—–Rep. Charles Rangel (D-NY), wandering confused in the ethics wilderness while discussing the Ferguson mess on MSNBC.
I supposed we should expect Rep. Rangel to be completely muddled when it comes to ethics, given his own history. Still, seldom have I seen such a dog’s breakfast of responsible sentiments and ethics ignorance in the same set of comments:
- Congratulations are due to Rangel for admitting that this Ethics Train Wreck unfairly settled in Ferguson, which is being made to suffer disproportionately for the conduct of many communities and elected officials across the country, as well as the political opportunism of civil rights activists.
- However, public officials have an obligation to be clear. What “racism that exists,” exactly? Anywhere in the U.S.? Absolutely: let’s talk about it. In the shooting of Brown? No racism is in evidence at all: if that’s what Rangel is referring to, and many will assume its is, the statement is irresponsible. Was he talking about the grand jury decision, which was the context of the interview? Prove it, Charlie. Otherwise, stop planting distrust with a population that is paranoid already.
- Michael Brown’s actions, from Wilson’s point of view, forced him into a situation that has resulted in his career being ruined and life being permanently marred….and Rangel thinks Wilson should apologize? This is completely backward. Wilson owes no apologies to Brown, and certainly none to Brown’s parents, who have been carrying on a vendetta against him, calling him a murderer while expressing no acknowledgment that the son they raised had any responsibility for the confrontation that took his life. If anyone owes anybody an apology, it the parents who owe Wilson. Rangel thinks Wilson should apologize for trying to do his job, for not letting Brown take his gun, for not letting him resist arrest, for not letting himself be attacked, and that is ridiculous.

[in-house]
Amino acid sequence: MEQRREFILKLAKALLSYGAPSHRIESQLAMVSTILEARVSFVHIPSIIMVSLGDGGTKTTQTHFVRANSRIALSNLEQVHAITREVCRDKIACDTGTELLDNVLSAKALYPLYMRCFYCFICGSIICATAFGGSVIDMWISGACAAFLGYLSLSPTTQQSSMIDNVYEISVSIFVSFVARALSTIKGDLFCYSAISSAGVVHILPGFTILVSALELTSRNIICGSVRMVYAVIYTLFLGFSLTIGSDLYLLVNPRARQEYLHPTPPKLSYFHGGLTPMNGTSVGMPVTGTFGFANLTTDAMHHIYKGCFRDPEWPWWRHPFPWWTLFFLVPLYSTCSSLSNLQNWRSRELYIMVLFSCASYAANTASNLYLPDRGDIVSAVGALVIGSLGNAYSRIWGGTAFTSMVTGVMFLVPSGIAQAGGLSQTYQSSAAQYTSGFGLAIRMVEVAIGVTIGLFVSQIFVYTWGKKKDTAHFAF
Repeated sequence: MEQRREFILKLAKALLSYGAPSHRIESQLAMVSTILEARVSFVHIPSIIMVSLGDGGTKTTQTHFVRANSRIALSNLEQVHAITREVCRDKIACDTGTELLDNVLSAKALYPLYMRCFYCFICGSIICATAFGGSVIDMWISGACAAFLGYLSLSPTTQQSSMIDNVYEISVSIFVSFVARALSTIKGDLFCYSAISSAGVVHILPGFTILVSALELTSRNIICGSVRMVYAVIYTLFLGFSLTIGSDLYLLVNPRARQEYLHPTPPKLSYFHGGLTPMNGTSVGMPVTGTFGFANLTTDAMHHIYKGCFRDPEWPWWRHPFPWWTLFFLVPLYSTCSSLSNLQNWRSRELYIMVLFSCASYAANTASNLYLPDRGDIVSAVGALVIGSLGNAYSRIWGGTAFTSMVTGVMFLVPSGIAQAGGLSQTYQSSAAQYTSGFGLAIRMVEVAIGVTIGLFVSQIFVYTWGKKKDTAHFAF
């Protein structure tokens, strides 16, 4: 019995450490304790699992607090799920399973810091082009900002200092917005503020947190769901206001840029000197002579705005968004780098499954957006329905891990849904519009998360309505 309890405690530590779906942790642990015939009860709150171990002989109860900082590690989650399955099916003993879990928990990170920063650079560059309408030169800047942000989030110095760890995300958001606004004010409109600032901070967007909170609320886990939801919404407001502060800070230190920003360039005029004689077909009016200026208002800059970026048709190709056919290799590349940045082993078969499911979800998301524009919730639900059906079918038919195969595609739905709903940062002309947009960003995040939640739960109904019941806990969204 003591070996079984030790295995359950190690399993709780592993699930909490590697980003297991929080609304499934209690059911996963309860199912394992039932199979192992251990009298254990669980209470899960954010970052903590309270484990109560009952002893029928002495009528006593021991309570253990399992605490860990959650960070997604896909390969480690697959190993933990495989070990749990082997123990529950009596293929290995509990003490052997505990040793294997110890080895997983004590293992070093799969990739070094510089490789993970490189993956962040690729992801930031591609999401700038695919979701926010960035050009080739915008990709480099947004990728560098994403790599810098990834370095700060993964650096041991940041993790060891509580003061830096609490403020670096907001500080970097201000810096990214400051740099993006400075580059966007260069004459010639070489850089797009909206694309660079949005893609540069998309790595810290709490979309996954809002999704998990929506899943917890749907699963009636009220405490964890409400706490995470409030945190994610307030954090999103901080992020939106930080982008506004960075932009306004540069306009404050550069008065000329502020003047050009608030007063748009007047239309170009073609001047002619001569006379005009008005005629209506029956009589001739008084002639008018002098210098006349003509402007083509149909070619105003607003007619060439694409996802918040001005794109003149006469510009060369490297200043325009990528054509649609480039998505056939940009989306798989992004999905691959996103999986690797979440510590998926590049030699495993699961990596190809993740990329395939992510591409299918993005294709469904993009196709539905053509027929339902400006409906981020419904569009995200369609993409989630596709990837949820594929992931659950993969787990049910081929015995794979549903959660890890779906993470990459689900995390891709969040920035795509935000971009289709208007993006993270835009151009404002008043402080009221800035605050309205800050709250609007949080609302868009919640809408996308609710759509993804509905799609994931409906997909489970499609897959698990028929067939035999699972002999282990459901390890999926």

“The new, never-before-heard claims from women who have come forward in the past two weeks with unsubstantiated, fantastical stories about things they say occurred 30, 40 or even 50 years ago have escalated past the point of absurdity.These brand new claims about alleged decades-old events are becoming increasingly ridiculous, and it is completely illogical that so many people would have said nothing, done nothing and made no reports to law enforcement or asserted civil claims if they thought they had been assaulted over a span of so many years. Lawsuits are filed against people in the public eye every day. There has never been a shortage of lawyers willing to represent people with claims against rich, powerful men, so it makes no sense that not one of these new women who just came forward for the first time now ever asserted a legal claim back at the time they alleged they had been sexually assaulted. This situation is an unprecedented example of the media’s breakneck rush to run stories without any corroboration or adherence to traditional journalistic standards. Over and over again, we have refuted these new unsubstantiated stories with documentary evidence, only to have a new uncorroborated story crop up out of the woodwork. When will it end?
—-Martin Singer, one of comedian Bill Cosby’s lawyers, trying to quell the public relations storm that threatens to blow the 77-year-old icon’s career and reputation apart.
I advise lawyers not to make sweeping, emphatic statements like this, for several reasons. First, it comes very close to violating the ethical prohibition against dishonesty, misrepresentation, fraud and deceit. If the lawyer wants to say such words on behalf of his client, that’s one thing, and legitimate representation, though I would prefer to see such statements come from a publicist. For Singer to say something like this on his own behalf, however, harms all of his other clients by scarring his credibility. I don’t believe him, and when it becomes indisputable that Cosby is guilty and that his lawyers had to know, no one will be able to believe him again. Lawyers are supposed to tell the truth, and to represent even the most despicable clients without behaving unethically themselves, within the standards of the profession. That can be difficult, as in this instance. That is why lawyers get the big bucks, however. They should be able to walk that tightrope.
Singer falls right off: Continue reading
“She lied to her mother so she could have sex with her teacher. She went to a motel in which she engaged in voluntary consensual sex with her teacher. Why shouldn’t she be responsible for that?”